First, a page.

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Idaho 2003 fatality rate may hit 20-year high
Final numbers won't be known for another few months

By Pat Murphy
Times-News (Twin Falls)

HAILEY – The really bad news about Idaho’s traffic accidents in 2003 ironically won’t be fully known until well into 2004, when a mountain of statistics flowing into the state Transportation Department from local and state agencies are finally compiled and analyzed.

But the news already was grim: by New Year’s Eve, fatalities on state roads and highways are believed to have surpassed the decade's high of 278 set in 2000.

Idaho State Police spokesperson Rick Ohnsman said that two new confirmed fatalities in recent days have brought the total to 280, and a child critically injured in an accident may become a statistic in the fatality column.

Moreover, he said, the state can count any 2003 accident victim who dies in the first 30 days of 2004 as a 2003 statistic.

The eight counties in the Magic Valley area recorded 25 fatality accidents investigated by Idaho State Police in 2003 – some of which could involve several fatalities in a single accident. But those 25 do not include accidents investigated by sheriff's departments or local city police, whose statistics were not immediately available.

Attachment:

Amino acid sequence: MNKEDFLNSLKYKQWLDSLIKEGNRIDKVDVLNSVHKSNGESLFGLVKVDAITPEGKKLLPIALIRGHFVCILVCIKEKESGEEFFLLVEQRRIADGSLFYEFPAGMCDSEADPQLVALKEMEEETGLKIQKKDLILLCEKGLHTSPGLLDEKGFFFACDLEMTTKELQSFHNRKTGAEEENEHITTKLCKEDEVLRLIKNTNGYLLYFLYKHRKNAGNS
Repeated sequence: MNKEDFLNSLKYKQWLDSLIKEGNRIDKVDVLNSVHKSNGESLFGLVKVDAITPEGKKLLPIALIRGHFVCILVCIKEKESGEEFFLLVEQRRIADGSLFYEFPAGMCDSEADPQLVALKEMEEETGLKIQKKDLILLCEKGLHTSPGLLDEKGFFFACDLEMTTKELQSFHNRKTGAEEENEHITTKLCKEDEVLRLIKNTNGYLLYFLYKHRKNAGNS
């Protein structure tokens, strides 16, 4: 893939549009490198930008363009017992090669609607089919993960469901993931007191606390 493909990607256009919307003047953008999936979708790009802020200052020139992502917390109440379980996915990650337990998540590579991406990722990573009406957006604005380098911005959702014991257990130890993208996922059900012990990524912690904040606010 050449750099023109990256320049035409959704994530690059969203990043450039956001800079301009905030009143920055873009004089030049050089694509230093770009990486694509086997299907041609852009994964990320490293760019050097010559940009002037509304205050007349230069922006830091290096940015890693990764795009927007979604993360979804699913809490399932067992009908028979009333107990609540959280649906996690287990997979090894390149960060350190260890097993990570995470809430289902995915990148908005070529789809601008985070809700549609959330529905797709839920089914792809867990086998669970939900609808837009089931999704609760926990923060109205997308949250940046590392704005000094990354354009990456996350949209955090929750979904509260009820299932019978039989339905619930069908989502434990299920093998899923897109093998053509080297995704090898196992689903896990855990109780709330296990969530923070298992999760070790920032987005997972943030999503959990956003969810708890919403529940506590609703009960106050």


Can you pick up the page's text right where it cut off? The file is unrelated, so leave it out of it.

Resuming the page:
In 2002, there were 43 fatality accidents in the eight counties resulting in 54 deaths.

One of the worst 2003 records was in Blaine County, where Sheriff Walt Femling reported 14 road deaths for 2003 compared to only three in 2002.

Idaho's worst year for traffic fatalities was 1981, when 293 died on state roads.

Ohnsman pointed out, however, that the rate of road fatalities in Idaho – that is, the number of deaths per 100 million miles driven -- has been higher than the national average. Nationally, 1.5 persons died per 100 million miles in 2002, while in Idaho the rate was 1.8 persons.

That rate could go even higher if the numbers of deaths increase but fewer miles are driven.

Ohnsman as well as Transportation Department spokesperson Darla Christiansen said the most tragic element in road fatalities is that as many as two-thirds of the victims weren't wearing seat belts and might've survived had they buckled up.

“All the high-tech safety designed into cars is all for naught,” Ohnsman said, “if a person is ejected.”

Ohnsman has a motto drivers should heed, he said: “People who stay in the car (wearing safety belts) live; people who don't, die.”

A driver education program being conducted in Coeur d'Alene in northern Idaho is being watched with interest, Ohnsman said.

Accidents that are fatalities are down since the voluntary program began. He said a new session this weekend has 65 drivers already registered.